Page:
The other $55 million will come from the sale of existing land the city owns. That may or may not include land the city owns near the current Power Balance Arena.
"We don't have any evidence that the city can come up with either of those sums," Robinson said. "But the city seems more confident, not less, as it learns more about the value of its parking operations ... the value of the land and the (Power Balance) arena is highly questionable. If anybody is counting on that asset, they're walking on thin ice. But that doesn't seem to be where the city is saying it's going to get the money."
Johnson, who has had his share of dustups with the council since becoming mayor in 2008, had to keep a lot of balls in the air to pull a deal together. The Kings had already signed a memorandum with the city of Anaheim (the Maloofs had already planned on calling the team the "Anaheim Royals") when Johnson made his last-ditch appeal to Stern and the league's relocation committee.
"We had the scare of our lives as far as our sports team," Johnson told Sacramento Bee columnist Ailene Voisin Friday, "and what I will always remember is that I sent an official letter to the commissioner asking to address the owners, and he said, 'OK.' I got a chance to be in the room, to plead my case. I tried to say, 'This is someone who graduated and remains part of the NBA family, fighting for his city, and here's what we can do.' But he challenged me on everything."
Methodically, Johnson put a deal together, coaxing more money out of both the Maloofs and AEG. The NBA, which had washed its hands of the situation a year ago after being unable to get the city to agree on financing an arena, had president of league and basketball operations Joel Litvin get directly involved, and sent a sales team to Sacramento to see if there was more money locally. But Johnson was the catalyst.
"There's no getting around it: Mayor Johnson made this happen," Robinson said. "When the team was ready to go, he made this happen. He and the council are not exactly friendly ... but this deal, I think, reflects their concerns about the city's assets. A month ago I might have said there was a political risk; some of the members may have thought 'I don't want to get into this.' I think there's way too much momentum now for the council to stop it."
"I think we certainly have enough votes to pass it," he said Saturday evening.
"I think it would be nice to have more than enough. It would be good optics. But I think we'll pass it."
The arena will help jump-start the development of the Railyards. A courthouse is on line to be built there. A long-contemplated light rail/bus project into that area may get a green light to proceed. And Sacramento will not be known as the city that let the Kings get away. In a one-major sports town, that would be a terrible legacy for the elected officials involved, and the Maloofs.
But the key words here are the qualified ones: "expected" and "should" and "proposed." There is optimism in Sacramento, to be sure; the city is in a much better position now than a year ago, when civic groups desperately hoped for a miracle, and the last game of the regular season against the Lakers had a funereal quality. But they aren't out of the woods yet.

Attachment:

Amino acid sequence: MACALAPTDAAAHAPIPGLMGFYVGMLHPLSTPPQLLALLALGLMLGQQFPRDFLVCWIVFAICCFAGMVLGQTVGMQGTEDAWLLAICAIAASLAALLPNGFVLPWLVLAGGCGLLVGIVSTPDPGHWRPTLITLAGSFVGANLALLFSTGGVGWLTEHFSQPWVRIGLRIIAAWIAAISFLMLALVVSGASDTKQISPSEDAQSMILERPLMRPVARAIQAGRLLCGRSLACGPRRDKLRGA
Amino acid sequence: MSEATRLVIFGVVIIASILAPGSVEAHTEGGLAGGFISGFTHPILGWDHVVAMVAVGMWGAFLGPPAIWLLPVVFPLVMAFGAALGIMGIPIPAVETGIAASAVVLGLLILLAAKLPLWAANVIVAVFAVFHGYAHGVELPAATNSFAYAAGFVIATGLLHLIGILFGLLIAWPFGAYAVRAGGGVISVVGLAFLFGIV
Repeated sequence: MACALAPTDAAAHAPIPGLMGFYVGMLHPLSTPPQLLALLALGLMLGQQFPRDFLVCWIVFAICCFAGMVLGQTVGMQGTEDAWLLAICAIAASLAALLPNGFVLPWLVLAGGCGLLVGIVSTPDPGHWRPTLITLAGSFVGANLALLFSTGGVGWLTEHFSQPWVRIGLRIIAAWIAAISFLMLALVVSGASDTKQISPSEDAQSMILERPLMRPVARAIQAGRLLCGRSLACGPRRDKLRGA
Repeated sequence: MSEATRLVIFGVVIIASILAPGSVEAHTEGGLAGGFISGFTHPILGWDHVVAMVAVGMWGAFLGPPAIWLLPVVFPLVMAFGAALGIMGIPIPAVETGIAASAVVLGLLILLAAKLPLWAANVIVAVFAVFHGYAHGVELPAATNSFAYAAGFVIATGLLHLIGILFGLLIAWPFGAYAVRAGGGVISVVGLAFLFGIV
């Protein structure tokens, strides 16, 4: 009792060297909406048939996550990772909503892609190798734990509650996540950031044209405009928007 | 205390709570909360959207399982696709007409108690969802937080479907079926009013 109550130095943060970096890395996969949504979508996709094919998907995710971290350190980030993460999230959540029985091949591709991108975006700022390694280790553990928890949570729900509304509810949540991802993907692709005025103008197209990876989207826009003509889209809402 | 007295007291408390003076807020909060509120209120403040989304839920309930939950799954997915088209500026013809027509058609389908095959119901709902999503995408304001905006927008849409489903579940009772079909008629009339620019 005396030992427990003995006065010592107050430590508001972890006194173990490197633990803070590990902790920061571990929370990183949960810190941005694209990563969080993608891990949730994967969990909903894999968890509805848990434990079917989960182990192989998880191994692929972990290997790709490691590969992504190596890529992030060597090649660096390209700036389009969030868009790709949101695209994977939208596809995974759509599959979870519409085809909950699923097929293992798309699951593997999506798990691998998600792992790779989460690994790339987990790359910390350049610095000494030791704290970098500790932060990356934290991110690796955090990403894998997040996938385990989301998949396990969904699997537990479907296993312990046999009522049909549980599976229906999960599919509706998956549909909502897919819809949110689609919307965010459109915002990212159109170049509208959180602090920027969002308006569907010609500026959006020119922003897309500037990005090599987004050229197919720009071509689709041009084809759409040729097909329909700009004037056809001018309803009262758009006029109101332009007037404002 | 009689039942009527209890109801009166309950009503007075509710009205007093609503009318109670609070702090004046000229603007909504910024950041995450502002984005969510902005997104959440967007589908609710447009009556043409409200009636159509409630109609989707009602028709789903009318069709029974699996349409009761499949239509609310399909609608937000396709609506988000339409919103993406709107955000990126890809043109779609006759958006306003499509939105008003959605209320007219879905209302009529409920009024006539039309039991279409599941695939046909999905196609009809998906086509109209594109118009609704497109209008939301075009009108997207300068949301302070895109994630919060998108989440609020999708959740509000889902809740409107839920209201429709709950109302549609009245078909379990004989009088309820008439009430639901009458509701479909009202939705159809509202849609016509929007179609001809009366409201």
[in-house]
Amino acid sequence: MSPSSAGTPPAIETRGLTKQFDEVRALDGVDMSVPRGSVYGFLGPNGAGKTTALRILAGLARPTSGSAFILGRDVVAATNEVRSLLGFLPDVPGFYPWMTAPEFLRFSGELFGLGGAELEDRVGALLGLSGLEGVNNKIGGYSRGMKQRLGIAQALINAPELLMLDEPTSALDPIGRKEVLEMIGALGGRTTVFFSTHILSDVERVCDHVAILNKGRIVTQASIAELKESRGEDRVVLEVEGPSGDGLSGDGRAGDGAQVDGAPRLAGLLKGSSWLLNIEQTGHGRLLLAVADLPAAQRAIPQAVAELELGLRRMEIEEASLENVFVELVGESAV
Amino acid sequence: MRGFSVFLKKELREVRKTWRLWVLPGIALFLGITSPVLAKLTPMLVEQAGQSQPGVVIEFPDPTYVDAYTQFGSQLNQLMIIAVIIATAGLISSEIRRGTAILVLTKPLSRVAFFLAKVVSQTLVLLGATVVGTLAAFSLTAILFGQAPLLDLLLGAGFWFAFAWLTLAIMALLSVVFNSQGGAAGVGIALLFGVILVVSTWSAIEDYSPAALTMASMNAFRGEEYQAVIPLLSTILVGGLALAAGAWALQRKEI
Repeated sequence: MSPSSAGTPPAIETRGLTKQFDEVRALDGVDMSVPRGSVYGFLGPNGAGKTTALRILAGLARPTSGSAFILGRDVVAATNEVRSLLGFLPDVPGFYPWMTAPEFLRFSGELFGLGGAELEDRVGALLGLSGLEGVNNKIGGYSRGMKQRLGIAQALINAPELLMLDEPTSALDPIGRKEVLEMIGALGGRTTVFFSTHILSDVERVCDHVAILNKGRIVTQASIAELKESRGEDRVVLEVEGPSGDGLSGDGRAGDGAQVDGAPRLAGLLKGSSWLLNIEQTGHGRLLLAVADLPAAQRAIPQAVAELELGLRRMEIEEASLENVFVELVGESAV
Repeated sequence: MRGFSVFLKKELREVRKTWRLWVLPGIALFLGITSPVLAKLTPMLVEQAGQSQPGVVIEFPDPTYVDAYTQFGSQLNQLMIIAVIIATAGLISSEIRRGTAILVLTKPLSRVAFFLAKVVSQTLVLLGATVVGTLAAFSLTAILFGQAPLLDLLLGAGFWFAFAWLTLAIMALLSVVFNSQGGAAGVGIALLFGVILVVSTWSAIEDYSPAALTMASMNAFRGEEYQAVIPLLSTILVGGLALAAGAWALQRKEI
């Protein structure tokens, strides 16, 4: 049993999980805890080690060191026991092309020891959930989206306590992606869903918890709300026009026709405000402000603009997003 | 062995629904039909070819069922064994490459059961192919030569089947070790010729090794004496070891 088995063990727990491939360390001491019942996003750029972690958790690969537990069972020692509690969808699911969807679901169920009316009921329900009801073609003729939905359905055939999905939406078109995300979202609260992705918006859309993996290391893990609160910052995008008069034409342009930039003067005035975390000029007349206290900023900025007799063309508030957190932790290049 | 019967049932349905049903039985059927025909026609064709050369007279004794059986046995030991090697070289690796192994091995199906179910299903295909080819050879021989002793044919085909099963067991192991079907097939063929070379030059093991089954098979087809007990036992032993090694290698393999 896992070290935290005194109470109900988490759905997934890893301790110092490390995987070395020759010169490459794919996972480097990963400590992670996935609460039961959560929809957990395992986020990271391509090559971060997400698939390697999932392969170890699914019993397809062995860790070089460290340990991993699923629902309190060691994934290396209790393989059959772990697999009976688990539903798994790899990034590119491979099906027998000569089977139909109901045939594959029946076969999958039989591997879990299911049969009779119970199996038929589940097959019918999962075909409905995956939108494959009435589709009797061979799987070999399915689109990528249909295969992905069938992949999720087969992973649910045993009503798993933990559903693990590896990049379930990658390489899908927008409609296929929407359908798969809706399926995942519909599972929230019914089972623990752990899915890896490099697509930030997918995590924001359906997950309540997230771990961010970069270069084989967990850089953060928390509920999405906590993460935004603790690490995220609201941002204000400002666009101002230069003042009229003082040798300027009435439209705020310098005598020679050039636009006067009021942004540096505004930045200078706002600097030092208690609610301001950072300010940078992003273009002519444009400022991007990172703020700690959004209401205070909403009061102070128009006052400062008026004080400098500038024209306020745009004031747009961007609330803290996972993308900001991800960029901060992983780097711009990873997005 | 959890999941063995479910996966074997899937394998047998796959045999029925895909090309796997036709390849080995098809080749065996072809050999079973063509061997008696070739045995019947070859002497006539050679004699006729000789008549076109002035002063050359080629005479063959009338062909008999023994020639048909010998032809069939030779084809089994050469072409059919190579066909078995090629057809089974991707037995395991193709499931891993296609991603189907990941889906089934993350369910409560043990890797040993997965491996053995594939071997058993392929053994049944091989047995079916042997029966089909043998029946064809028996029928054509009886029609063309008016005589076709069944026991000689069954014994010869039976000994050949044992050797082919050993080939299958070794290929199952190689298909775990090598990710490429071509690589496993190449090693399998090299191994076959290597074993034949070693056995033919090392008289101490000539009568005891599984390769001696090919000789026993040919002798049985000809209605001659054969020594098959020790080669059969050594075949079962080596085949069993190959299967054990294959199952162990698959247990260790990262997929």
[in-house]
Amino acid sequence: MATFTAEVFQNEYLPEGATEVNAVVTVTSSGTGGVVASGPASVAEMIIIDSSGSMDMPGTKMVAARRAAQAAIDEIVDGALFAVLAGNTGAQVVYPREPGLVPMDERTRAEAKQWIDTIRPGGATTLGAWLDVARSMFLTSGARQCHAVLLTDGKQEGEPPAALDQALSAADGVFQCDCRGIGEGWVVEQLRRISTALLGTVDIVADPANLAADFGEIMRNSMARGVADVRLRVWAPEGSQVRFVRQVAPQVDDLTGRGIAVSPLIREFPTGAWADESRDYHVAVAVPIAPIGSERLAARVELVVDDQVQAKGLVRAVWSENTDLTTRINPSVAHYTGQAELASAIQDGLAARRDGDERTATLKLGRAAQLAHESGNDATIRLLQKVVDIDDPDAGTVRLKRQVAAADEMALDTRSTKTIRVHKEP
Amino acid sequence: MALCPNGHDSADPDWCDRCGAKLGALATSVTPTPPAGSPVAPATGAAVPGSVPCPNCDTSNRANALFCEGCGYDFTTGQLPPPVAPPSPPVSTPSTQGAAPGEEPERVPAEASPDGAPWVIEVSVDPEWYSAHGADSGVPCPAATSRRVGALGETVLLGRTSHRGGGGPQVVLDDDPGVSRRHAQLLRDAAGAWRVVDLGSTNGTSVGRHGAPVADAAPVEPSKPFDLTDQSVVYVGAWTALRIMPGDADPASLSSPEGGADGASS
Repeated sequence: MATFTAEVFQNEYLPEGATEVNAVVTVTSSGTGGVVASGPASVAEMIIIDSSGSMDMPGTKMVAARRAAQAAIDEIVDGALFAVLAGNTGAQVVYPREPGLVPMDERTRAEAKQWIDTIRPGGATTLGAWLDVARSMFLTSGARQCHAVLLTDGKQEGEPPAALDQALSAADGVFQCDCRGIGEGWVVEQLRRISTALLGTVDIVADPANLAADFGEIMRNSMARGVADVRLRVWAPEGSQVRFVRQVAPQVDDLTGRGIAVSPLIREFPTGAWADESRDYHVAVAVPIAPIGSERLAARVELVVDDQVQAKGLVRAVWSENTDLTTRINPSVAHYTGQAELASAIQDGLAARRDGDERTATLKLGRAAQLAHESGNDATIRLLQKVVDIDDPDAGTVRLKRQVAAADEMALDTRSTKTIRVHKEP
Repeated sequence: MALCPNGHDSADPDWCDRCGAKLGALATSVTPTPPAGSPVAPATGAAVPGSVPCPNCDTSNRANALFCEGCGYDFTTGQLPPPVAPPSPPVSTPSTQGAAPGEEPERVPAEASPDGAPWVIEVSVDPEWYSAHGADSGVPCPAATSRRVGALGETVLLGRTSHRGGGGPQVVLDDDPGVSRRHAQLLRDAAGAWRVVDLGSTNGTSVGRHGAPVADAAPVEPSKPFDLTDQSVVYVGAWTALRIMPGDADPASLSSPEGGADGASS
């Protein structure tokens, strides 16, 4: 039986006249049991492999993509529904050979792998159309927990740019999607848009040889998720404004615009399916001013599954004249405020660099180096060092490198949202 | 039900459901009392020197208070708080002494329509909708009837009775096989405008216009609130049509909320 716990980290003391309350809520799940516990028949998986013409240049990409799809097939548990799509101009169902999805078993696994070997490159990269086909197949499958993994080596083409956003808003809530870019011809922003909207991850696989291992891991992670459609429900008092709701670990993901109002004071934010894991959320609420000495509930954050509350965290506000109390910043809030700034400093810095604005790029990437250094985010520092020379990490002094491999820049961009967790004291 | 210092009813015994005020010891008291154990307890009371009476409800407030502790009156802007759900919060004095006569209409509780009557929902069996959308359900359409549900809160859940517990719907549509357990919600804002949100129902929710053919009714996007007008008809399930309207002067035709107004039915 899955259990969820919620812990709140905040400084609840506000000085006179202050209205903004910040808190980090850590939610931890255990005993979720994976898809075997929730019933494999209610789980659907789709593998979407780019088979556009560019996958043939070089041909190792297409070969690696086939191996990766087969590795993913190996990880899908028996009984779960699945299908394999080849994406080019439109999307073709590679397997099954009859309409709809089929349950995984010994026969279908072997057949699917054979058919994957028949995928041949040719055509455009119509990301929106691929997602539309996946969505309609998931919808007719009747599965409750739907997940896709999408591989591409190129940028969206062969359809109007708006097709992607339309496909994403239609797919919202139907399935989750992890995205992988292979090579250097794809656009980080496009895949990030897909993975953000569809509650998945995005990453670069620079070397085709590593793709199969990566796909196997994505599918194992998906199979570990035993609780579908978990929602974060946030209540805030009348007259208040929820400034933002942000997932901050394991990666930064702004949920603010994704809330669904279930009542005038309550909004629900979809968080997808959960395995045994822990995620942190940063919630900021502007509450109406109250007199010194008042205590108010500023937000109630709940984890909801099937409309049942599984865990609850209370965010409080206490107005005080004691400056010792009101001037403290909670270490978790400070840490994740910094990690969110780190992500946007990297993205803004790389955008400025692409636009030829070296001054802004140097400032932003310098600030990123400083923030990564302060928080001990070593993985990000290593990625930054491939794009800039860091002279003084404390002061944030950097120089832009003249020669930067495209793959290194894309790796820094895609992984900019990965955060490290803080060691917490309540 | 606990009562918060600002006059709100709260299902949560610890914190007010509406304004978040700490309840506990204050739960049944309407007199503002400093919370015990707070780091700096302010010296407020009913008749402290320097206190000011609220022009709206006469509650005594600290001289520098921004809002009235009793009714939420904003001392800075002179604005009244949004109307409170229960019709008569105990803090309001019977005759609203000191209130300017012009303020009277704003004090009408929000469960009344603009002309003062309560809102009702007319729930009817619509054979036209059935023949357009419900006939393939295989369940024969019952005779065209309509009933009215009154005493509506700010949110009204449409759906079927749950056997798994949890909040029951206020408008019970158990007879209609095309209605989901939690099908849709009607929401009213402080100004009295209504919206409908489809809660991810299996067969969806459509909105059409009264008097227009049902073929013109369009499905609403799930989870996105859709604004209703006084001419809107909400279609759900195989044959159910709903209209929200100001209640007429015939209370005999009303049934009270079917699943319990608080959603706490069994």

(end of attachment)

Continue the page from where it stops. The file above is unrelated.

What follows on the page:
"We've got a long way to go," Joe Maloof said Sunday. "We have some things to work out. But we stepped up and the NBA stepped up as well. There's work to be done in the next month and a half to consummate it, still.."
Thunder's Brooks plays waiting game for new deal
Scott Brooks had just gotten to the NBA as a 165-pound point guard out of UC-Irvine in 1988 when he got his first and best lesson in what it took to be a coach in the league. He was in the 76ers' locker room when Jim Lynam, then the 76ers' coach, got in Charles Barkley's grill.
"Charles was one of the toughest players to coach, because he was so talented and so hard-headed and stubborn and ornery," Brooks recalled during All-Star week. "Jimmy challenged him, challenged him to a fight, put his wallet, threw his wallet on the floor. 'Whoever wins gets the wallet. Put your wallet down, Charles. You're not as tough as you think.' And that always reminded me, wow, that's how you're supposed to coach an NBA player. You're not supposed to coach him because he's Charles Barkley the All-Star; you're supposed to coach him as Charles Barkley, he's a member of the 12-man team." (Brooks told this story to Jim Lynam's daughter, Dei, a reporter for CSN Philly, proving, again, how wonderfully insular the NBA is. Everybody knows everybody.)
Brooks has taken those lessons to Oklahoma City, never falling for the trappings of the game -- he drives a Toyota Prius to work. And though it's not known whether he's asked Kevin Durant or Russell Westbrook to step outside, he has not been a wallflower during his superstars' rise to their own All-Star status. He's been right in the middle of his young players' development, and as part of the culture of growth in OKC as anyone.
So it's surprising that the Thunder have let Brooks get to the walk year on his contract without yet reaching agreement on an extension. And it's stranger still considering how quickly the Thunder worked to get Durant and Westbrook signed to long-term deals before they ever became free agents. Yes, they're more important pieces to OKC's future than any coach, but the Thunder have always been proactive rather than reactive when it comes to keeping people they want to be part of their core.
After signing Westbrook to a five-year, $80 million deal, Oklahoma City has almost all of its key players locked up for the foreseeable future. Westbrook is now signed through 2017. Durant is signed through 2016. The Thunder gave Kendrick Perkins and Nick Collison signing bonuses in order to get their Hancocks on extensions through 2015, and guard Thabo Sefolosha is signed through 2014. Among its key players, only James Harden and Serge Ibaka don't have long-term deals. Nor, for the moment, does Brooks.